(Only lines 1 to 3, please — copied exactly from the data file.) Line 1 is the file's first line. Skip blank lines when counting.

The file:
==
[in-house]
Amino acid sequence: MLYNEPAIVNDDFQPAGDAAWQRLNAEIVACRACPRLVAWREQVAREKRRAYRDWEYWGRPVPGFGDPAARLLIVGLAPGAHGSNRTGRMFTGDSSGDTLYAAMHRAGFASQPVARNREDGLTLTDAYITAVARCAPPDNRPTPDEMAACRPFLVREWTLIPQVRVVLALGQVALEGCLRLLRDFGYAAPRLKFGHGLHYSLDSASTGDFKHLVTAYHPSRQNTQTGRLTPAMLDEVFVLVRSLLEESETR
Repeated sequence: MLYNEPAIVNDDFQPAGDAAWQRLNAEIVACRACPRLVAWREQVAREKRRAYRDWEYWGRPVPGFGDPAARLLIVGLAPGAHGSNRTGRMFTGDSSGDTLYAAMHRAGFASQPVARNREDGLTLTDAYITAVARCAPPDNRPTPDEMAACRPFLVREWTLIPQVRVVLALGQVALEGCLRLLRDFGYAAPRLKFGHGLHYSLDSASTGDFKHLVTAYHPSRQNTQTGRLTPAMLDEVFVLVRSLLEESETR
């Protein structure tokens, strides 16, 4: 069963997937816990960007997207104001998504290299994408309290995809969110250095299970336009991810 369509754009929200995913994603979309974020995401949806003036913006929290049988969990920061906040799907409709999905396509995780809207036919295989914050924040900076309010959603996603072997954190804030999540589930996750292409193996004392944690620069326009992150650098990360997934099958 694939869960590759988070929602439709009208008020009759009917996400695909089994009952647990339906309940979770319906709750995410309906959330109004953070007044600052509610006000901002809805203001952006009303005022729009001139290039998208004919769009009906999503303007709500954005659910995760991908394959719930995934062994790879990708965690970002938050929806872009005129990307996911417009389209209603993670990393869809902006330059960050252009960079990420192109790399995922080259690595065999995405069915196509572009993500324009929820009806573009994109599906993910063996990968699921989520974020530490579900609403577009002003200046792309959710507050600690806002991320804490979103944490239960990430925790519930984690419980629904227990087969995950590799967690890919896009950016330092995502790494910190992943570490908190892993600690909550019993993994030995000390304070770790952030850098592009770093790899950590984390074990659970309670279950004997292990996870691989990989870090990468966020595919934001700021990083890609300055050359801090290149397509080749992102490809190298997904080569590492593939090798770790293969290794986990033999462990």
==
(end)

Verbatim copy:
[in-house]
Amino acid sequence: MLYNEPAIVNDDFQPAGDAAWQRLNAEIVACRACPRLVAWREQVAREKRRAYRDWEYWGRPVPGFGDPAARLLIVGLAPGAHGSNRTGRMFTGDSSGDTLYAAMHRAGFASQPVARNREDGLTLTDAYITAVARCAPPDNRPTPDEMAACRPFLVREWTLIPQVRVVLALGQVALEGCLRLLRDFGYAAPRLKFGHGLHYSLDSASTGDFKHLVTAYHPSRQNTQTGRLTPAMLDEVFVLVRSLLEESETR
Repeated sequence: MLYNEPAIVNDDFQPAGDAAWQRLNAEIVACRACPRLVAWREQVAREKRRAYRDWEYWGRPVPGFGDPAARLLIVGLAPGAHGSNRTGRMFTGDSSGDTLYAAMHRAGFASQPVARNREDGLTLTDAYITAVARCAPPDNRPTPDEMAACRPFLVREWTLIPQVRVVLALGQVALEGCLRLLRDFGYAAPRLKFGHGLHYSLDSASTGDFKHLVTAYHPSRQNTQTGRLTPAMLDEVFVLVRSLLEESETR